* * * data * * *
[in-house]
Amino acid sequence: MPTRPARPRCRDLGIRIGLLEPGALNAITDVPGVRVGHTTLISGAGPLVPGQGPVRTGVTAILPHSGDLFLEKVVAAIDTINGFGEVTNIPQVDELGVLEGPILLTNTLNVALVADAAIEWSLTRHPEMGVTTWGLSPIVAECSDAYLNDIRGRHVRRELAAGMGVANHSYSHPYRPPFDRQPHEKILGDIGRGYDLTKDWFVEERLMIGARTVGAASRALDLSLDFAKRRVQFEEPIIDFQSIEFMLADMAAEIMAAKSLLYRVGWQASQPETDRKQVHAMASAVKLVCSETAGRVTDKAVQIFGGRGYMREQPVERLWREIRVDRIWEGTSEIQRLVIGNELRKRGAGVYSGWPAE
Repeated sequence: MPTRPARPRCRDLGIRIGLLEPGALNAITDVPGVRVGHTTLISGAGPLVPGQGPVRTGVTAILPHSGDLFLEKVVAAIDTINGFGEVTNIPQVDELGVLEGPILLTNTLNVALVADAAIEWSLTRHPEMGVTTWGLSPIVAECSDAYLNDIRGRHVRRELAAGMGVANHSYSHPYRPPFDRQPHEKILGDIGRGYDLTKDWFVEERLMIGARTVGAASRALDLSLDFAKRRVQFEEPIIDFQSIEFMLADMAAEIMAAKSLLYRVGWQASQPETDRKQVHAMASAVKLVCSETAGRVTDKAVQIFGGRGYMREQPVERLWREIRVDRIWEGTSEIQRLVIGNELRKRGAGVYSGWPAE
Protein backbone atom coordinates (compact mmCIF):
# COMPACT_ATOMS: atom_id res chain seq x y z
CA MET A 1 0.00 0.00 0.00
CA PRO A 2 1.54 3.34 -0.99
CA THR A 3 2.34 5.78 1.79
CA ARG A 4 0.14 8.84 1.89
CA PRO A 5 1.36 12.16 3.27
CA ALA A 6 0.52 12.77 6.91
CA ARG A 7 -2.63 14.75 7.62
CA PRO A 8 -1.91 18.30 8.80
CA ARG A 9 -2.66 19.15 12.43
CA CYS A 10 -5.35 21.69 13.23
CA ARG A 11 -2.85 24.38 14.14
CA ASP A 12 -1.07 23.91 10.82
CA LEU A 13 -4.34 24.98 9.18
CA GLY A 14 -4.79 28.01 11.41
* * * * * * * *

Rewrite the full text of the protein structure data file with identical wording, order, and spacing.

[in-house]
Amino acid sequence: MPTRPARPRCRDLGIRIGLLEPGALNAITDVPGVRVGHTTLISGAGPLVPGQGPVRTGVTAILPHSGDLFLEKVVAAIDTINGFGEVTNIPQVDELGVLEGPILLTNTLNVALVADAAIEWSLTRHPEMGVTTWGLSPIVAECSDAYLNDIRGRHVRRELAAGMGVANHSYSHPYRPPFDRQPHEKILGDIGRGYDLTKDWFVEERLMIGARTVGAASRALDLSLDFAKRRVQFEEPIIDFQSIEFMLADMAAEIMAAKSLLYRVGWQASQPETDRKQVHAMASAVKLVCSETAGRVTDKAVQIFGGRGYMREQPVERLWREIRVDRIWEGTSEIQRLVIGNELRKRGAGVYSGWPAE
Repeated sequence: MPTRPARPRCRDLGIRIGLLEPGALNAITDVPGVRVGHTTLISGAGPLVPGQGPVRTGVTAILPHSGDLFLEKVVAAIDTINGFGEVTNIPQVDELGVLEGPILLTNTLNVALVADAAIEWSLTRHPEMGVTTWGLSPIVAECSDAYLNDIRGRHVRRELAAGMGVANHSYSHPYRPPFDRQPHEKILGDIGRGYDLTKDWFVEERLMIGARTVGAASRALDLSLDFAKRRVQFEEPIIDFQSIEFMLADMAAEIMAAKSLLYRVGWQASQPETDRKQVHAMASAVKLVCSETAGRVTDKAVQIFGGRGYMREQPVERLWREIRVDRIWEGTSEIQRLVIGNELRKRGAGVYSGWPAE
Protein backbone atom coordinates (compact mmCIF):
# COMPACT_ATOMS: atom_id res chain seq x y z
CA MET A 1 0.00 0.00 0.00
CA PRO A 2 1.54 3.34 -0.99
CA THR A 3 2.34 5.78 1.79
CA ARG A 4 0.14 8.84 1.89
CA PRO A 5 1.36 12.16 3.27
CA ALA A 6 0.52 12.77 6.91
CA ARG A 7 -2.63 14.75 7.62
CA PRO A 8 -1.91 18.30 8.80
CA ARG A 9 -2.66 19.15 12.43
CA CYS A 10 -5.35 21.69 13.23
CA ARG A 11 -2.85 24.38 14.14
CA ASP A 12 -1.07 23.91 10.82
CA LEU A 13 -4.34 24.98 9.18
CA GLY A 14 -4.79 28.01 11.41